Deadboxhero wrote: ↑
Sun Mar 04, 2018 7:40 pm
I'm a polished guy like you, I like the finesse but it's not the best edge for everything.
If we could spend a day cutting fish with Lance the polished edges would loss their bite faster.
Polished is push cutting, toothy is draw cutting.
If you're forcing the edge straight down in the rope then the polish works better. If you draw cutting then the teeth on the toothy help.
Polish is cutting quality
Toothy is cutting quantity
We want the blend of the two
Polished toothy is the goal not a 200 grit toothy edge or a 20,000 polished grit one but a 600-1000 grit with finished with strops to refine the teeth without removing them "polished toothy"
Look up Dave Martell, coined the phrase.
Some need a little more tooth in the polish, some more polish in the toothy.
It's job specific but a blend of the two is best. Except for straight razors, thats all polish.
In the real world, the objective is to find the best blend between the two for the given application and we select the the abrasives that gives us the right combos. That's why I have so many **** stones.
Here's an example,
That polished edge won't last long if you were cleaning fish with Lance. But you would get cleaner cuts on portioning boneless fillets (with the right geometry of course too.)
So it's task specific, Now add different steels, abrasives, heat treatments and geometries and find the endless combinations that synergize performance. That's why knives are great. It's never ending.
That's the obsession of it. The "Idèe Fixe"
I have heard all of that before - not finding it to be true in my real world testing.
Someone cited an example where a polished edge was inferior to a toothy edge and I tested according to what was described. In that test, the polished edge performed exceptionally well. If you look carefully at that video, you will see that the first cut in each type of rope was an attempt at a draw cut and the second attempt was a pure push cut. Not going to deny that the push cut was cleaner on both rope types, nor will I deny that the draw cut in this test was at best a modified push cut. What is amusing is that there was no comment when the initial example was cited and now that there is a video showing a polished edge doesn't slide out of the cut like a dull knife folks are jumping up to say that wasn't the right test.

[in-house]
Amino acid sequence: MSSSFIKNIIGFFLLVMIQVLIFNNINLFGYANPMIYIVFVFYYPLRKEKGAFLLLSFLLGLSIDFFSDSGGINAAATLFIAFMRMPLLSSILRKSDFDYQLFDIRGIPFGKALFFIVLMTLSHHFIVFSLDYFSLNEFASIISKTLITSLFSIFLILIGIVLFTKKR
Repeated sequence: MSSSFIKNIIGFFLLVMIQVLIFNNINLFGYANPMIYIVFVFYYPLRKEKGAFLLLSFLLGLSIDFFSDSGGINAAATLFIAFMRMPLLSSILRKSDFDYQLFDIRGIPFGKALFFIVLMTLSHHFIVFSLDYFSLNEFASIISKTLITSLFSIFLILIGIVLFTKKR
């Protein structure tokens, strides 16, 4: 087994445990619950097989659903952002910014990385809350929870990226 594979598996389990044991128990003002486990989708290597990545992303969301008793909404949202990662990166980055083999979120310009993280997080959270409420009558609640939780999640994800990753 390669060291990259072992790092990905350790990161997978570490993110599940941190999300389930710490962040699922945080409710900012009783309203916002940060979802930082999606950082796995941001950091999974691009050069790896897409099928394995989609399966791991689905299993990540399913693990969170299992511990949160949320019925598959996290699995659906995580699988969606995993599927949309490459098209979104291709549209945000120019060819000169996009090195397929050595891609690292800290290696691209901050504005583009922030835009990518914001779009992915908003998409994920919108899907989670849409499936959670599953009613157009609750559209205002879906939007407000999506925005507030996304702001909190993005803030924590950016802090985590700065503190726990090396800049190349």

I asked, this was what was described to me to try, I tried it - the polished edge worked very well. Lance cited another possible test, I'll try that as well.
The toothy edge may perform better initially, but I don't believe the toothy edges will last as long. My previous comparisons showed the toothy edges to work better in some media, but they never lasted longer than a polished edge. Personally, I think that folks are not achieving as finally refined an edge as they thought they were, then blaming the polished edge for the lack of performance. That was the case for me in my initial testing. Side note: according to Edge Pro, their 3,000 grit polish tapes are equivalent to 25,000 grit Japanese water stones, 3 microns. They don't list an equivalent for their 6,000 grit polish tapes but they are obviously more refined. I cannot verify these the equivalency statement of the 3,000 grit tapes, merely conveying information as given.
I will happily try Lance's 5/8" poly rope for a couple dozen cuts on a cutting board with each edge type, if for no other reason than curiosity. In the real world, I'm not trying to find a balance - I'm trying to find what works best for my needs. So far, that looks like a highly polished edge and a high carbide steel with excellent edge holding capability. I will conduct the testing and post a video, regardless of the results and try to learn something in the process.